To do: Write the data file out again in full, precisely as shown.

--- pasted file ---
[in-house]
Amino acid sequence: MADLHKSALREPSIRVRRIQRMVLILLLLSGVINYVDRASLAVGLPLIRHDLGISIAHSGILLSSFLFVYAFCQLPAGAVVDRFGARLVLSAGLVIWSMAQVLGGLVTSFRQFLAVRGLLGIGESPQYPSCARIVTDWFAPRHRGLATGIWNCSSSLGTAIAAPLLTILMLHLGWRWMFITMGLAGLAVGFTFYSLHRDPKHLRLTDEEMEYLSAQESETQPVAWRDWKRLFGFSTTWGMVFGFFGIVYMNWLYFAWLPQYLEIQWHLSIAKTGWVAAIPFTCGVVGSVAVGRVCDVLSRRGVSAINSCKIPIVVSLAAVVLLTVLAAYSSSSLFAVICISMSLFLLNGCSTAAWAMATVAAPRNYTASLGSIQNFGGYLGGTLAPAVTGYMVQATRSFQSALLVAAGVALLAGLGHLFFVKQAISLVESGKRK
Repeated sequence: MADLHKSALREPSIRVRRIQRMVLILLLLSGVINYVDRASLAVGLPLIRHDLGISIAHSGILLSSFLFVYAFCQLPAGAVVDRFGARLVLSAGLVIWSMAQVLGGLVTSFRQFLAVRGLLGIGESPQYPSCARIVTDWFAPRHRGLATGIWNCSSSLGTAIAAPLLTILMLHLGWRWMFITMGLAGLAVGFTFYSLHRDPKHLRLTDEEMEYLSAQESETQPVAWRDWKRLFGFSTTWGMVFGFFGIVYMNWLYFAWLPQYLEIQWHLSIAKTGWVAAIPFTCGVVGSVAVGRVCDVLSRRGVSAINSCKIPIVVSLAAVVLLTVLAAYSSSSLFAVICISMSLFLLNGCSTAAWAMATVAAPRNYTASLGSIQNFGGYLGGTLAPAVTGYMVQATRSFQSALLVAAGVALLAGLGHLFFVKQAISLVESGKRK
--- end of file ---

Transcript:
[in-house]
Amino acid sequence: MADLHKSALREPSIRVRRIQRMVLILLLLSGVINYVDRASLAVGLPLIRHDLGISIAHSGILLSSFLFVYAFCQLPAGAVVDRFGARLVLSAGLVIWSMAQVLGGLVTSFRQFLAVRGLLGIGESPQYPSCARIVTDWFAPRHRGLATGIWNCSSSLGTAIAAPLLTILMLHLGWRWMFITMGLAGLAVGFTFYSLHRDPKHLRLTDEEMEYLSAQESETQPVAWRDWKRLFGFSTTWGMVFGFFGIVYMNWLYFAWLPQYLEIQWHLSIAKTGWVAAIPFTCGVVGSVAVGRVCDVLSRRGVSAINSCKIPIVVSLAAVVLLTVLAAYSSSSLFAVICISMSLFLLNGCSTAAWAMATVAAPRNYTASLGSIQNFGGYLGGTLAPAVTGYMVQATRSFQSALLVAAGVALLAGLGHLFFVKQAISLVESGKRK
Repeated sequence: MADLHKSALREPSIRVRRIQRMVLILLLLSGVINYVDRASLAVGLPLIRHDLGISIAHSGILLSSFLFVYAFCQLPAGAVVDRFGARLVLSAGLVIWSMAQVLGGLVTSFRQFLAVRGLLGIGESPQYPSCARIVTDWFAPRHRGLATGIWNCSSSLGTAIAAPLLTILMLHLGWRWMFITMGLAGLAVGFTFYSLHRDPKHLRLTDEEMEYLSAQESETQPVAWRDWKRLFGFSTTWGMVFGFFGIVYMNWLYFAWLPQYLEIQWHLSIAKTGWVAAIPFTCGVVGSVAVGRVCDVLSRRGVSAINSCKIPIVVSLAAVVLLTVLAAYSSSSLFAVICISMSLFLLNGCSTAAWAMATVAAPRNYTASLGSIQNFGGYLGGTLAPAVTGYMVQATRSFQSALLVAAGVALLAGLGHLFFVKQAISLVESGKRK